Every state has legends attached to them. Whenever there's a true story, there are bound to be fibs, tall tales, and rumors to go along with it. Some people believe they are true. Others like to play into the fun and may even think, "what if?". Others believe it's complete tinfoil hat nonsense.
But no matter what we all think, the legends coming from our states will always fascinate people. And Florida has some pretty fascinating ones. In every state I live in, including my home state of California, I've had a weird fixation on finding out every strange story and the odd fact I can. I've been pretty lazy about my quest for knowledge, I will say that, but every day I poke around the web trying to find something of interest I didn't know before, particularly about the state I'm in, which would be Florida for the past eleven or so months.
My habit lead me to one of the most interesting legends I think I've seen anywhere. The myth is that the Garden of Eden is in Bristol, Florida. Yes. The story of the Garden of Eden in Bristol s a bonafide Floridian legend and a pretty popular one. I'll run down what I understand for those like me who've never heard about any of it.
Anyone familiar with the Bible will know since its publication, The Garden of Eden was assumed to be in the Middle East, more pointedly Iraq, an area known as the "Cradle of Civilization" near the Tigris and Euphrates Rivers.
However, Bristol local and Baptist Minister/Lawyer/activist/legislator (good grief, man) E.E. Callaway. Mr. Callaway was so convinced that the Garden of Eden was in Bristol, Florida, that he published a book in 1966 titled "The Original Garden of Eden." Using "indisputable facts arrived at by the use of the scientific principles of Teleology and Relativity" to prove his point, Mr. Callaway argues that the Garden of Eden is by Florida's Apalachicola River.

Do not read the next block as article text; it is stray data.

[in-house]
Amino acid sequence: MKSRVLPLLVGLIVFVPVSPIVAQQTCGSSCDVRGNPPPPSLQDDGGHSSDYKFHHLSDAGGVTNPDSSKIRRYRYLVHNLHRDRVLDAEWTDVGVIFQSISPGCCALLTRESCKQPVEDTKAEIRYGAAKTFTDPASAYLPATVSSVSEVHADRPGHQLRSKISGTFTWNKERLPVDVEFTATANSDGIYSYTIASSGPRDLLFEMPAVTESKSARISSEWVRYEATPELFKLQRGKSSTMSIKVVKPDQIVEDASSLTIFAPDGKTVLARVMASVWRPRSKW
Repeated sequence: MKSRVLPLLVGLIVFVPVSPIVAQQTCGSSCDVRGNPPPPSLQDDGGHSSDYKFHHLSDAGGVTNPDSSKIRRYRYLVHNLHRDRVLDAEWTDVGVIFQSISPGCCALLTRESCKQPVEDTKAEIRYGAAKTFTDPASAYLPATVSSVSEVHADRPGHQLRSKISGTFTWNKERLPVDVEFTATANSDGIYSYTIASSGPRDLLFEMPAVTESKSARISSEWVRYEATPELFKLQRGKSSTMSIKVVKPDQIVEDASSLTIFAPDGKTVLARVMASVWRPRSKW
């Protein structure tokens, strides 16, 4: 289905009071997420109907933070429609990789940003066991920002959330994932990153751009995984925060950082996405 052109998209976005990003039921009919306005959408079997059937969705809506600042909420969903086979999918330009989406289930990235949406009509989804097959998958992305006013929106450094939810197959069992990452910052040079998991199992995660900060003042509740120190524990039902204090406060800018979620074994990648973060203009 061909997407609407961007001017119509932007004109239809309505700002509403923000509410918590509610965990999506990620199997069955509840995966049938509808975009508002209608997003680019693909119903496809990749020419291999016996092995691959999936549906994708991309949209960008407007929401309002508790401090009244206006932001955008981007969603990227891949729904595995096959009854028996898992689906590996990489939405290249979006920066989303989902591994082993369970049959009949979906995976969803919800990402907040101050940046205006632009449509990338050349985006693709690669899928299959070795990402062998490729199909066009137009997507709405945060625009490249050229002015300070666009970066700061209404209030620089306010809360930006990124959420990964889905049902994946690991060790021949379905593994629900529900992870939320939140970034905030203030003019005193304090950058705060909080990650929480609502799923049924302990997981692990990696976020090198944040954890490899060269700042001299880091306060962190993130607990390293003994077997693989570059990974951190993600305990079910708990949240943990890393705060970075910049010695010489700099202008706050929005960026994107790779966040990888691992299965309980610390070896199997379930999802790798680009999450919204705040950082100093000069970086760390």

Mr. Callaway believed that the Garden of Eden is near the Apalachicola River because it has four bodies of water branching from it, like the one in the Book of Genesis. Also, Mr. Callaway discovered insanely rare plants like Florida Torreya and yew grow along the river. Some even believe that the Torreya is the wood used by Noah to build the ark.
For visitors who might want to immerse themselves in the beauty of the Apalachicola River, there is even a trail called the "Garden of Eden Trail," which is part of the Apalachicola Bluffs and Ravines Reserve. Located at 10394 NW Longleaf Dr. Bristol, FL 32321, this nature conservatory certainly lives up to its name and attracts visitors from all over the world, which you can check out in the visitor's log before you go hiking.
And while you might not see the Garden of Eden, it could be worth the trip out for a stunning hike and a look at some of the rarest nature in the world.
Do you believe the Garden of Eden could've been in Bristol, Florida? Let me know what you think below!